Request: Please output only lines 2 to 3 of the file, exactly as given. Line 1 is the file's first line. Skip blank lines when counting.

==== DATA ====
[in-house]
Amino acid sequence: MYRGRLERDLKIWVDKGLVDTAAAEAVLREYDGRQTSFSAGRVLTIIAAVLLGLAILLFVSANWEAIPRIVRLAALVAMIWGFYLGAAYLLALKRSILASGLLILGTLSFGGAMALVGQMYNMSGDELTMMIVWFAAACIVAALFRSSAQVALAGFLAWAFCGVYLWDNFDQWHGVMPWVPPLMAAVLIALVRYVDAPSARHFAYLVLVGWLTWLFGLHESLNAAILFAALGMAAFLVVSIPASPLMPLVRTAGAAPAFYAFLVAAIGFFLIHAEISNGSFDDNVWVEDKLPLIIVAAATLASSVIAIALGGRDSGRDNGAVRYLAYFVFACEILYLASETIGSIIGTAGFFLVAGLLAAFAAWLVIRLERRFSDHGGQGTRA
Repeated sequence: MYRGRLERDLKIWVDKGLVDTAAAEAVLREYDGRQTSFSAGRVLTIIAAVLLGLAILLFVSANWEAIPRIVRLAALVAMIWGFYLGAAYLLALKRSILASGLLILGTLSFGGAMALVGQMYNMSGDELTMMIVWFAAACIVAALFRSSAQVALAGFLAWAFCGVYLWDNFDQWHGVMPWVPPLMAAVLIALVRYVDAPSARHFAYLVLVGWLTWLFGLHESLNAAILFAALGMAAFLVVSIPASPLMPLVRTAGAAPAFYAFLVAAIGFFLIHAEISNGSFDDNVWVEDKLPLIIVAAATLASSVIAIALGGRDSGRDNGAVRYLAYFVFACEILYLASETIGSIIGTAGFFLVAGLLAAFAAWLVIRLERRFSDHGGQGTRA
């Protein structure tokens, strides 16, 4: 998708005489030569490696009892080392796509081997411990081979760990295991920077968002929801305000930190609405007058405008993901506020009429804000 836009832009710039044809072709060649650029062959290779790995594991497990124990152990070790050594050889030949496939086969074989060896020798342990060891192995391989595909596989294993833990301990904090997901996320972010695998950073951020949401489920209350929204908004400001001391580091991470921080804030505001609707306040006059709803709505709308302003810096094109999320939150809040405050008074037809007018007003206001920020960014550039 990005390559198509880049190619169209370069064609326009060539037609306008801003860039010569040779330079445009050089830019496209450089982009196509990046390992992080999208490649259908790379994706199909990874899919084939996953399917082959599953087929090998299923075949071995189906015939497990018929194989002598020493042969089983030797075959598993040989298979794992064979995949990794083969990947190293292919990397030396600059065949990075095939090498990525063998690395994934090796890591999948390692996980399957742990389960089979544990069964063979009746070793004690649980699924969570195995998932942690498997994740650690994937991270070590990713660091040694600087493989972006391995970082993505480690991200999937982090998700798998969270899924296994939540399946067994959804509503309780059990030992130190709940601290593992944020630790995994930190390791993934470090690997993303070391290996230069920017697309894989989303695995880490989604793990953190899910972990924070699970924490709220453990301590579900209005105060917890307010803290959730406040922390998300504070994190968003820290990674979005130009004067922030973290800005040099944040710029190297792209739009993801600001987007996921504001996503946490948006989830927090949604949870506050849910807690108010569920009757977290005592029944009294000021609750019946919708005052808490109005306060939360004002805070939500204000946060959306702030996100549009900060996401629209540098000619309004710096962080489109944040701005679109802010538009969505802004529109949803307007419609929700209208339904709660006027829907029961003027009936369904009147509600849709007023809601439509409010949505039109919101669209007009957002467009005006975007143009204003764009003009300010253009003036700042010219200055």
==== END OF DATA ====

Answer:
Amino acid sequence: MYRGRLERDLKIWVDKGLVDTAAAEAVLREYDGRQTSFSAGRVLTIIAAVLLGLAILLFVSANWEAIPRIVRLAALVAMIWGFYLGAAYLLALKRSILASGLLILGTLSFGGAMALVGQMYNMSGDELTMMIVWFAAACIVAALFRSSAQVALAGFLAWAFCGVYLWDNFDQWHGVMPWVPPLMAAVLIALVRYVDAPSARHFAYLVLVGWLTWLFGLHESLNAAILFAALGMAAFLVVSIPASPLMPLVRTAGAAPAFYAFLVAAIGFFLIHAEISNGSFDDNVWVEDKLPLIIVAAATLASSVIAIALGGRDSGRDNGAVRYLAYFVFACEILYLASETIGSIIGTAGFFLVAGLLAAFAAWLVIRLERRFSDHGGQGTRA
Repeated sequence: MYRGRLERDLKIWVDKGLVDTAAAEAVLREYDGRQTSFSAGRVLTIIAAVLLGLAILLFVSANWEAIPRIVRLAALVAMIWGFYLGAAYLLALKRSILASGLLILGTLSFGGAMALVGQMYNMSGDELTMMIVWFAAACIVAALFRSSAQVALAGFLAWAFCGVYLWDNFDQWHGVMPWVPPLMAAVLIALVRYVDAPSARHFAYLVLVGWLTWLFGLHESLNAAILFAALGMAAFLVVSIPASPLMPLVRTAGAAPAFYAFLVAAIGFFLIHAEISNGSFDDNVWVEDKLPLIIVAAATLASSVIAIALGGRDSGRDNGAVRYLAYFVFACEILYLASETIGSIIGTAGFFLVAGLLAAFAAWLVIRLERRFSDHGGQGTRA